2018 has been much more subdued and I’m glad for that. 2017 was hectic, nonstop. 2018 has been, on the whole, slow and steady. There have been no hospitalizations or trips to the emergency room. There have also been no major life events like our wedding or buying our house. I’ve seen both improvements and regressions in my mental health. It’s hard to draw conclusions about 2018, it has been an inconclusive kind of year. However, if I were to once again pick two words to describe my year, this one could be summarized with: loneliness & purpose.


Loneliness

For much of 2018 I have been more secluded than ever. I seldom see anyone other than Tom. This isn’t due to any barriers other than my anxiety and depression. I have many amazing family members and friends who live close by and are eager to see me. I’m dying to see them, but I can’t. My depression causes a lack of motivation and drive to connect with my loved ones. My anxiety disorders cause me to feel sick at the mere notion of seeing others. Working in tandem, my illnesses led me to enter into a cycle of seclusion, which is proving hard to break.

Loneliness has had several impacts. It leaves me with a constant aching to see the people I love. I believe it worsens my depression, particularly my feelings of worthlessness. It also takes a toll on my physical health. Between this loneliness and my continued struggle to leave the house due to my agoraphobia, I’ve had to fight to maintain a sense of hope that my life has any real value. Much like 2017, 2018 has been riddled with long and low lows, high anxiety and suicidal thoughts.

To that end, however, I’ve seen improvement. I’m much more capable of managing my symptoms than I was in 2017. I haven’t needed to be hospitalized. I’ve come quite a long way in reducing my self-harm. I have a plan for when I become depressed. I have strategies that have helped me reduce the amount of panic attacks I have in my day to day life at home. I have skills that contribute to less onerous anxiety. I have strategies to cope with panic attacks when they come, which help them resolve more quickly and less painfully. I have a lot of work left to do, but there has been progress in these areas. I carried a lot of lessons forward from 2017 and these are some of the ones that have stuck. These have perhaps been my most notable achievements this year.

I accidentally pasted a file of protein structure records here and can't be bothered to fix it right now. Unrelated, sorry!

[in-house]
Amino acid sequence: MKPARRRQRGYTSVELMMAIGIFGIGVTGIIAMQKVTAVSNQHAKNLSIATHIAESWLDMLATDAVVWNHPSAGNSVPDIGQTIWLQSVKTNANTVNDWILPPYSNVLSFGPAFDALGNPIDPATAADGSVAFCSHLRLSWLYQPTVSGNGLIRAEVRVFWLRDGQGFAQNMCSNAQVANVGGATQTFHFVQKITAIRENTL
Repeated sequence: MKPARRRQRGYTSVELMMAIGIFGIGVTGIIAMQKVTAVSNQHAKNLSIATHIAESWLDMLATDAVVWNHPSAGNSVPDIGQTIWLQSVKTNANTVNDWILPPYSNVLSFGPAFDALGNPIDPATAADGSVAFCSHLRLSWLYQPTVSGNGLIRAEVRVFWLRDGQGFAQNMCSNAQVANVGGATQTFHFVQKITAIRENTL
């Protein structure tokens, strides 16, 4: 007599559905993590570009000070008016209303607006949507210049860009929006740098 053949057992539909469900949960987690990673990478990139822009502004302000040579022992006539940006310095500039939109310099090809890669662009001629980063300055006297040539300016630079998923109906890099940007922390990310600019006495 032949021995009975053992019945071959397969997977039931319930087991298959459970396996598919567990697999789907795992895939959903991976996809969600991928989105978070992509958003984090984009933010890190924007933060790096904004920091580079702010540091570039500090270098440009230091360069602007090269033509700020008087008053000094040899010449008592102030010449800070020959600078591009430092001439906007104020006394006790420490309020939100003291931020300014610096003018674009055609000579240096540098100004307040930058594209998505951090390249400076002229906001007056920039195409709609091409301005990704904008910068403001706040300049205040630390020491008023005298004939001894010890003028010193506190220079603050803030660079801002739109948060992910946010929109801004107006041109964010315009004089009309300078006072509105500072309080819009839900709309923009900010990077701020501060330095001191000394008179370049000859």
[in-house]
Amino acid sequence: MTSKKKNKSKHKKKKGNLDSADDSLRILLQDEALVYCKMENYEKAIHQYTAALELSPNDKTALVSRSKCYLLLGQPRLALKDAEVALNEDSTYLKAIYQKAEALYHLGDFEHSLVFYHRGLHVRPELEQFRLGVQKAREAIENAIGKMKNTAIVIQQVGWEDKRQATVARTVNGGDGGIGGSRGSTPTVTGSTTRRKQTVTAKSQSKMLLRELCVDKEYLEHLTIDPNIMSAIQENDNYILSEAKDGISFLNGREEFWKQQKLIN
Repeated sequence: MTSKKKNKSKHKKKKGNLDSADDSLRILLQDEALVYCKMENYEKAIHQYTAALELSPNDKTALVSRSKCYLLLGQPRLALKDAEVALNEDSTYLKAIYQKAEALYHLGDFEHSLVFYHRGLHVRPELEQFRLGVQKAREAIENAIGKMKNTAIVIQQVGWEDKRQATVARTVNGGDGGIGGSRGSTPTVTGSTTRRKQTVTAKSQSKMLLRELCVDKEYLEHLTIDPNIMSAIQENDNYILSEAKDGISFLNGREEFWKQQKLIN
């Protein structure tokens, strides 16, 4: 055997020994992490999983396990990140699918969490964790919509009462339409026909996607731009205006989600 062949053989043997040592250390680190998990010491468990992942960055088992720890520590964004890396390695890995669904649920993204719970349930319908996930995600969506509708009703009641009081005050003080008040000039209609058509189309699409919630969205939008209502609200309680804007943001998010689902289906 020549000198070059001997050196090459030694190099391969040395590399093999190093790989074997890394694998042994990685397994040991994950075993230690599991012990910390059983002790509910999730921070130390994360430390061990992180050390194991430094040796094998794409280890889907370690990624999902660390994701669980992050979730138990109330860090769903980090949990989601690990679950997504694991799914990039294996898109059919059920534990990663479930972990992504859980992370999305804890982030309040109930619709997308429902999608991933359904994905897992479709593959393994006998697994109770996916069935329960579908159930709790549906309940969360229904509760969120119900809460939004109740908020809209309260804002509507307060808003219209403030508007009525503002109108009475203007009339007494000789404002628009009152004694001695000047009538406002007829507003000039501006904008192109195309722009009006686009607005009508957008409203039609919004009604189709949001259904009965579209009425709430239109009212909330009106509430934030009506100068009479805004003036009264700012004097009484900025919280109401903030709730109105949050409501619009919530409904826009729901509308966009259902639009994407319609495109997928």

Purpose

Another achievement that marks this year is finding purpose. In December of last year, during my final hospital stay, my inpatient psychiatrist made a recommendation. The absence of work or studies since my health declined a few years ago has contributed to me feeling worthless and hopeless. With my frequent mental health related appointments in 2017, managing my mental illnesses had become my whole life. His suggestion was that I pursue some sort of volunteering or activity to help give me a sense of purpose.

The question became: What could I do from my own house, with minimal interaction with others, on a flexible schedule, that would fit in with my skill set and give me a sense of purpose?

Eventually, I created a volunteer opportunity that worked for me. I connected online with a young family of five in my neighbourhood. For a few months, I cooked a weekly healthy meal for them. It was perfect, I got to utilize one of my skill sets and interests for the betterment of others. For the first time in a long time, I felt I was making a valuable contribution to someone else. This continued until my depression worsened and I could no longer cook.

Around the same time, I also began volunteering for a political campaign leading up to an election I cared about. I was grateful to be able to place phone calls from home for the campaign. Taking on that responsibility was a significant challenge, as the phone is a source of anxiety for me. However, driven as I was to support the cause, I placed somewhere in the neighbourhood of a hundred phone calls in couple of weeks. On election day, I even pushed myself to leave the house and go to the crowded polling station to place my vote.

The most significant new source of purpose I have gained was in finding Letters Against Depression. I intend to write a dedicated post about this organization soon, so stay tuned for that. In short, Letters Against Depression offers a way for individuals who are suffering to receive encouraging and positive hand-written letters from volunteers. I began volunteering as soon as I learned about them, and I’m so glad I did. Writing these letters has given me an opportunity to help others, while also reminding me of all the things I have learned. Much like this blog, it is a way of taking this mental health nightmare I’ve been living for the past several years, and actually making some good come from it.